Food-Delivery Companies Show Appetite for Growth

Jul 7, 2023

Investors can look for both profitability and growth in food delivery, with demand coming from Asia and the Middle East.

Key Takeaways

  • Global food-delivery companies are expected to reach core EBITDA profitability in 2023.

  • The sector could grow 14% by 2024, with average annual revenue growth of 14% over the next five years, led by demand in Asia and the Middle East. 

  • Key factors for determining attractive investments include urban density, demographics, market fragmentation, regulation and competition.

Online food delivery surged during the height of the COVID-19 pandemic, as governments around the world ordered people to stay at home. Since then, equity valuations for food-delivery companies—which allow customers to order restaurant-made meals online through an application or website—have dropped around 70%, as investors have shifted away from unprofitable tech companies and rising interest rates negatively affected valuations. Despite the significant cooldown, however, Morgan Stanley Research analysts expect the global food-delivery sector to heat up. 


“We expect growth to pick up to 14% next year, with average annual revenue growth at that level through the next five years, especially driven by demand in Asia and the Middle East,” says Miriam Josiah, head of Morgan Stanley Research’s European Internet Services. “That would result in the market growing to $810 billion by 2027, up from $424 billion today.”


Sizing the Pie

After expanding by roughly 50% in 2020 and 2021, growth in the global food-delivery sector normalized to 4.1% in 2022, and that trend has continued into 2023 because of inflation and other pressures on consumers. While growth is unlikely to return to peak-pandemic levels, there are a few reasons to be optimistic about sector. 


First, food-delivery companies throughout the world are on track to see earnings before interest, taxes, depreciation and amortization (EBITDA) become profitable in 2023 and 2024, thanks to more efficient operations and economies of scale. The top delivery companies should fare especially well, outpacing startups as the market becomes increasingly concentrated around the largest operators.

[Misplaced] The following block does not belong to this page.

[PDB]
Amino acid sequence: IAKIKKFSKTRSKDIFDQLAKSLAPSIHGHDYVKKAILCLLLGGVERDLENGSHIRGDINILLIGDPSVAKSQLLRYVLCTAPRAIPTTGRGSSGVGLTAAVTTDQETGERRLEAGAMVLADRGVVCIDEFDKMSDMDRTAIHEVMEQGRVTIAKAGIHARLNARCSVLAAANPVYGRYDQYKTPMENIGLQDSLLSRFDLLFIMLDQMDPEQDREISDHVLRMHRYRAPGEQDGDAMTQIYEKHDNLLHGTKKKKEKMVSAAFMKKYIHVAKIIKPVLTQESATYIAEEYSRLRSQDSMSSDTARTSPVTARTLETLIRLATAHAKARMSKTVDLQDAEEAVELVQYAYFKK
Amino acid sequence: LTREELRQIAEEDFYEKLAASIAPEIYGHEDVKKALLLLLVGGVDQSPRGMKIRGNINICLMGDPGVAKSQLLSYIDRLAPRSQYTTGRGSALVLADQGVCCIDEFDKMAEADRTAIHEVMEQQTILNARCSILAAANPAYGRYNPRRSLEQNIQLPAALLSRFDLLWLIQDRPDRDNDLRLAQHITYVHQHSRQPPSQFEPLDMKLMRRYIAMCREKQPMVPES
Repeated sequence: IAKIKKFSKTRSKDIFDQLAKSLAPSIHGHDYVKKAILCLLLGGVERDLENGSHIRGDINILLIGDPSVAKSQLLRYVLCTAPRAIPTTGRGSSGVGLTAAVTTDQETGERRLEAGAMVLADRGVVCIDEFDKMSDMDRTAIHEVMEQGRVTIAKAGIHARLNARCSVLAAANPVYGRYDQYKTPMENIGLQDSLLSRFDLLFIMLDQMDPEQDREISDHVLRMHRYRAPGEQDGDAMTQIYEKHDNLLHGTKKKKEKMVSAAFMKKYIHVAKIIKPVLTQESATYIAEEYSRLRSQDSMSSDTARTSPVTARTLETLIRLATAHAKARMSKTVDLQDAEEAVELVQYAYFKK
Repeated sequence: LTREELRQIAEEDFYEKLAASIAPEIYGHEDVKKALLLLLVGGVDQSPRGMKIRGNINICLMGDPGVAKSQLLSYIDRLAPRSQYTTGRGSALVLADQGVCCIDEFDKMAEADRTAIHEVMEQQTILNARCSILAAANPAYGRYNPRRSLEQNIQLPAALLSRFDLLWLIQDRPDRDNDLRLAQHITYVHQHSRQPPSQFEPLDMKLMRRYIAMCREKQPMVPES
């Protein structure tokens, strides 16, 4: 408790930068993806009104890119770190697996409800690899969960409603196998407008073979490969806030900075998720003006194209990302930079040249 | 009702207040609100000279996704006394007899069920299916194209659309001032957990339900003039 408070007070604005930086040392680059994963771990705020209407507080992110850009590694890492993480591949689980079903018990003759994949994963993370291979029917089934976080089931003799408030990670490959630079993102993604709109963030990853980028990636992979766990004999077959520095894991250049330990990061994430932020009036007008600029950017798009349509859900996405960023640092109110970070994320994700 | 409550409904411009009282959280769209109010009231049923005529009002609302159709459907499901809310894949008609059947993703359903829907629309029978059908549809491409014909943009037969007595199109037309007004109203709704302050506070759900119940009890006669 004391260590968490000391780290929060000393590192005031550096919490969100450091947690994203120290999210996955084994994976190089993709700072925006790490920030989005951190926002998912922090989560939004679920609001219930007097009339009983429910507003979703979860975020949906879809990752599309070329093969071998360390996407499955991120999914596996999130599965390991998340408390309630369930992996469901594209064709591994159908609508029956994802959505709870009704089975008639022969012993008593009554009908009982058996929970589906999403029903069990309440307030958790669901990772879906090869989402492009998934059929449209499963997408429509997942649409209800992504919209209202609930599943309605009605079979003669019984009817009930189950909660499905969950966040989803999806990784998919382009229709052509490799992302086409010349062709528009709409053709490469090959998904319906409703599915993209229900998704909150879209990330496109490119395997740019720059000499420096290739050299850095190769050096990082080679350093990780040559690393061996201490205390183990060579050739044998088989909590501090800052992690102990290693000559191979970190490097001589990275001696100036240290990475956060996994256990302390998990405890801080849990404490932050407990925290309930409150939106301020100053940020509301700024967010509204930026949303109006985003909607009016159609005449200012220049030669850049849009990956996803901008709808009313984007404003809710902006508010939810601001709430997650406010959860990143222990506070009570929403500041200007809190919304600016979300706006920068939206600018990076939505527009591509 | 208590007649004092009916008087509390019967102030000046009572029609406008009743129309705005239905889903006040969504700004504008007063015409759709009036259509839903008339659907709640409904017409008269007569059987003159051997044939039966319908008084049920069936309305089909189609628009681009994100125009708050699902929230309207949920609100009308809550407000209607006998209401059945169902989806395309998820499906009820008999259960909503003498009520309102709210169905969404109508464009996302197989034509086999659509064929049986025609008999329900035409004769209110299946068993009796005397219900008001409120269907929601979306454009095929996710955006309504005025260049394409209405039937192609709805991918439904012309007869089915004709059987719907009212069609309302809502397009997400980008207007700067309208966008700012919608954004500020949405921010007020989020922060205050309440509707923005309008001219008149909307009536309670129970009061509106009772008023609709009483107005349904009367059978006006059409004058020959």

Second, there is more room to grow, as the sector has tapped only about 18% of the global market of internet users. “The sector’s market reach lags behind overall ecommerce, which had 22% penetration in 2022. However, we forecast online food-delivery sales growth will be faster over the next five years, to achieve 23% penetration by 2026 versus 26% for ecommerce,” says Josiah. “As companies attract new users who are spending more and making more frequent orders, we think profits will follow.”


Josiah says investors should focus on five factors to help determine the pace of growth and profitability and identify the best regions and companies for opportunity: 


  • Urban density, which means greater room for reach and growth potential 

  • Change in demographics that can support consumption growth, including greater participation of women in the workforce

  • High fragmentation of the food-services market, which presents more opportunity for aggregator platforms, while the presence of fewer chains offers greater pricing power

  • Favorable regulatory policies regarding gig workers and commission rates charged to restaurants 

  • Markets where a small number of food-delivery players carry share 


Based on these indicators, Asia is likely to fuel international expansion, with up to 18% average annual revenue growth through 2027, buoyed by China (20% CAGR), India (18% CAGR) and Japan (17% CAGR). The Middle East is also expected to return to pre-COVID levels of growth with 13.5% average annual revenue growth through 2027. Conversely, growth rates in Western Europe, North America and Australia are expected to drop to single digits over the next five years. 


Costs and Pricing in Focus

Regulation, particularly as it applies to pay and protections for gig workers delivering online food orders, could increase costs for consumers. That could in turn affect growth, margins and capital reinvestments. 


“The platforms that are able to pass on delivery costs to consumers without seeing a hit to demand are likely to have the least margin pressure,” says Josiah. 


However, the macroeconomic headwinds that have affected consumer and business spending could help drive consolidation, giving dominant players with more access to resources and capital an advantage in achieving steady returns. 


“Until recently, easy capital availability has undoubtedly been a key driver of the outsized growth in food delivery,” says Josiah. “In a more capital-constrained environment, we expect platforms to offer more rational pricing for customers, which should lead to slower growth but better economics thanks to less discounting and incentives.”


For more insights and analysis on the global food-delivery sector, ask your Morgan Stanley Representative or Financial Advisor for the full report “Global Food Delivery: Still Appetite for Growth” (May 23, 2023).

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